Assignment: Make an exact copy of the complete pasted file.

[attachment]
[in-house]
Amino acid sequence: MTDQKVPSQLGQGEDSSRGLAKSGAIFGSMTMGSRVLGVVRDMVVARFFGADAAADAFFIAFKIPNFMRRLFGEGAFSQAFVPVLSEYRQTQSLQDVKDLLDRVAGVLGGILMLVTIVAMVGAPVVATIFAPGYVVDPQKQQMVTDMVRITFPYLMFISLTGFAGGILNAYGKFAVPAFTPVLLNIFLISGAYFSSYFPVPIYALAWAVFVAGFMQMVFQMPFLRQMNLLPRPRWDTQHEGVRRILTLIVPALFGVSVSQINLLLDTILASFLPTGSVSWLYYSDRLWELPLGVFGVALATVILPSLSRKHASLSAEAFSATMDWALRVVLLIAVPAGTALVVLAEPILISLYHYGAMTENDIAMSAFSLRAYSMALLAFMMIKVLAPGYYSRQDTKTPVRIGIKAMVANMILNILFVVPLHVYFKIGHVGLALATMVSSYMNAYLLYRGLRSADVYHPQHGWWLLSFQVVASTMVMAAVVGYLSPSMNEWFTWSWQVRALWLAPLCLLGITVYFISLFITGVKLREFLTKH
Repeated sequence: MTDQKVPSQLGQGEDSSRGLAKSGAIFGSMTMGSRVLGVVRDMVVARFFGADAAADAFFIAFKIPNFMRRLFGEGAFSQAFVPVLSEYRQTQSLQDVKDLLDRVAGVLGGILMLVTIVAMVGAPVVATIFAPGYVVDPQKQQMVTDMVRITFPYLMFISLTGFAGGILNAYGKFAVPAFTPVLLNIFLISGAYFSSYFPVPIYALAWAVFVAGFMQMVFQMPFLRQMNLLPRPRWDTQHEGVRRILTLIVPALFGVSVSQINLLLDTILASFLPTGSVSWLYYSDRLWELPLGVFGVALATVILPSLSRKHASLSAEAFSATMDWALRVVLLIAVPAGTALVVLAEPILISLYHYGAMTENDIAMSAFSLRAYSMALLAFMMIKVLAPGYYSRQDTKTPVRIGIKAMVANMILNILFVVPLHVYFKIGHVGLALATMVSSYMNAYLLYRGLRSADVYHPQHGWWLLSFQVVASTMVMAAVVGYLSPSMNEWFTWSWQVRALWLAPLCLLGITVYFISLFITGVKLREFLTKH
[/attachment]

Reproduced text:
[in-house]
Amino acid sequence: MTDQKVPSQLGQGEDSSRGLAKSGAIFGSMTMGSRVLGVVRDMVVARFFGADAAADAFFIAFKIPNFMRRLFGEGAFSQAFVPVLSEYRQTQSLQDVKDLLDRVAGVLGGILMLVTIVAMVGAPVVATIFAPGYVVDPQKQQMVTDMVRITFPYLMFISLTGFAGGILNAYGKFAVPAFTPVLLNIFLISGAYFSSYFPVPIYALAWAVFVAGFMQMVFQMPFLRQMNLLPRPRWDTQHEGVRRILTLIVPALFGVSVSQINLLLDTILASFLPTGSVSWLYYSDRLWELPLGVFGVALATVILPSLSRKHASLSAEAFSATMDWALRVVLLIAVPAGTALVVLAEPILISLYHYGAMTENDIAMSAFSLRAYSMALLAFMMIKVLAPGYYSRQDTKTPVRIGIKAMVANMILNILFVVPLHVYFKIGHVGLALATMVSSYMNAYLLYRGLRSADVYHPQHGWWLLSFQVVASTMVMAAVVGYLSPSMNEWFTWSWQVRALWLAPLCLLGITVYFISLFITGVKLREFLTKH
Repeated sequence: MTDQKVPSQLGQGEDSSRGLAKSGAIFGSMTMGSRVLGVVRDMVVARFFGADAAADAFFIAFKIPNFMRRLFGEGAFSQAFVPVLSEYRQTQSLQDVKDLLDRVAGVLGGILMLVTIVAMVGAPVVATIFAPGYVVDPQKQQMVTDMVRITFPYLMFISLTGFAGGILNAYGKFAVPAFTPVLLNIFLISGAYFSSYFPVPIYALAWAVFVAGFMQMVFQMPFLRQMNLLPRPRWDTQHEGVRRILTLIVPALFGVSVSQINLLLDTILASFLPTGSVSWLYYSDRLWELPLGVFGVALATVILPSLSRKHASLSAEAFSATMDWALRVVLLIAVPAGTALVVLAEPILISLYHYGAMTENDIAMSAFSLRAYSMALLAFMMIKVLAPGYYSRQDTKTPVRIGIKAMVANMILNILFVVPLHVYFKIGHVGLALATMVSSYMNAYLLYRGLRSADVYHPQHGWWLLSFQVVASTMVMAAVVGYLSPSMNEWFTWSWQVRALWLAPLCLLGITVYFISLFITGVKLREFLTKH